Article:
This week, artist, designer, and woodworker, David Picciuto, is showing off this project on his Make Something website and YouTube channel. On the project page and video (below), David shows how we made an Alaskan ulu knife for another YouTuber, Christian, who does the cooking channel, Cook with Meat.

Using basic cutting, grinding, and drilling tools, David fashions a gorgeous knife and accompanying cutting block. An ulu is an all-purpose knife traditionally used by Inuit, Yup’ik, and Aleut peoples. They use it for everything from skinning game to cutting hair. The curved blade and matching curved cutting board, along with the fast and efficient (once you get the hang of it), cutting motion make the ulu poplar among the world’s chefs.

I love projects like this that seem very approachable, and if undertaken, will result in a tool that you will use all of the time and likely feel immense pride over every time you do. Sure he used a shopful of tools (jigsaw, bandsaw, grinding wheel, sander, sharpening wheel, lathe, drill), but you likely either have most of those tools, can gain easy access to them, or some tools (like the sharpening wheel), you could probably do without.

ulu knifeTo start with, David made a paper template, spray painted it onto a piece of 16-gauge stainless steel sheet metal, and cut it out using a metal blade on his jigsaw. If you keep the blade well lubricated, metal cutting with this common saw (and appropriate blade) is more doable than you may think.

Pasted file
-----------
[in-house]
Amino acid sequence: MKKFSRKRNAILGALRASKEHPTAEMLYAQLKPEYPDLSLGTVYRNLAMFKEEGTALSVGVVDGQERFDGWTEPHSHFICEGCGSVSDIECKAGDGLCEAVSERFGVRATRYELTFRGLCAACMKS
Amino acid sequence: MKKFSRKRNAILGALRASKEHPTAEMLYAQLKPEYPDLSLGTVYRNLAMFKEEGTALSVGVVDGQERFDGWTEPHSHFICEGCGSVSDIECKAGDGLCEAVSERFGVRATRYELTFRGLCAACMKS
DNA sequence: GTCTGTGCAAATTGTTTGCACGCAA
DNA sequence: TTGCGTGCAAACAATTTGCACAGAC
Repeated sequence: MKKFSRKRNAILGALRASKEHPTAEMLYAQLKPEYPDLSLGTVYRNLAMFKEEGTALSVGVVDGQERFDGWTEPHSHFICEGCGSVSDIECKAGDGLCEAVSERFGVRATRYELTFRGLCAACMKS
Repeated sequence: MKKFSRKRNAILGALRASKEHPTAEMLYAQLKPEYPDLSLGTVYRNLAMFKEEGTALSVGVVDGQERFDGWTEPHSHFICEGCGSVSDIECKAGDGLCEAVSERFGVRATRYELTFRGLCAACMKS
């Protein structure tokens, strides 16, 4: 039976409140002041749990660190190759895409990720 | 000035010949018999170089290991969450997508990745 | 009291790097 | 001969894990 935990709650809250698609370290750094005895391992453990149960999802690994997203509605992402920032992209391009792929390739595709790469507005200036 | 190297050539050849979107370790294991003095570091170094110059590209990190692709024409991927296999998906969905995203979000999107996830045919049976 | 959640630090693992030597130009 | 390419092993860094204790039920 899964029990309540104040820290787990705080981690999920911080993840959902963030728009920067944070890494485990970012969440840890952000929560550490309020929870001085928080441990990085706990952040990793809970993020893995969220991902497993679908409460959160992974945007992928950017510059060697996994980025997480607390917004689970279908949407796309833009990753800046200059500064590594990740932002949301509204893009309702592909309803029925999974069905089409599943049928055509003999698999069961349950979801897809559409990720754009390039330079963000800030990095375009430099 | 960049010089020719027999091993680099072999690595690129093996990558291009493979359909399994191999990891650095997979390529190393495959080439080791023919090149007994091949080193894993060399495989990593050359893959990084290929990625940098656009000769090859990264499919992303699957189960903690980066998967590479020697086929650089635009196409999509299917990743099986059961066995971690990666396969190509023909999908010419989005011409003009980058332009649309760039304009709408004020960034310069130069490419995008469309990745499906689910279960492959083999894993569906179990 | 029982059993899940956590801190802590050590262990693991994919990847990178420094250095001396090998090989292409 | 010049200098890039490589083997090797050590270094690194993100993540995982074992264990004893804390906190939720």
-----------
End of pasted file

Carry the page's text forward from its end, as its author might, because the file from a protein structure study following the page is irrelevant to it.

ulu knifeOnce cut, he sanded the various surfaces of the knife using a disc sander, belt sander, and bastard file.

ulu knifeUsing a Sharpie and the freehand marking technique we’ve seen DiResta use many times on his videos, Dave marks the business end of the knife, the bevel of the blade.

ulu knifeMuch polishing, sanding, and sharpening on the blade later and David is ready to cut out the handle pieces. For these, he uses two pieces of soft maple, glued, and then reinforced with two brass pins.

ulu knifeFor the butcher block, he glued up some pieces of soft maple and walnut. When dry, he turned the block on the lathe so that the bowl that he cut into the block was the same as the curvature of the knife blade.

Some finish sanding, polishing, and waxing (and laser-etching of the “Cook with Meat” logo), and the ulu knife is ready for Christian’s kitchen (and likely his unending admiration for this beautiful tool, handmade by a friend).

I’m curious to know if anyone reads this and is inspired to try their hand at making an ulu. If you do, please post about it in the comments below.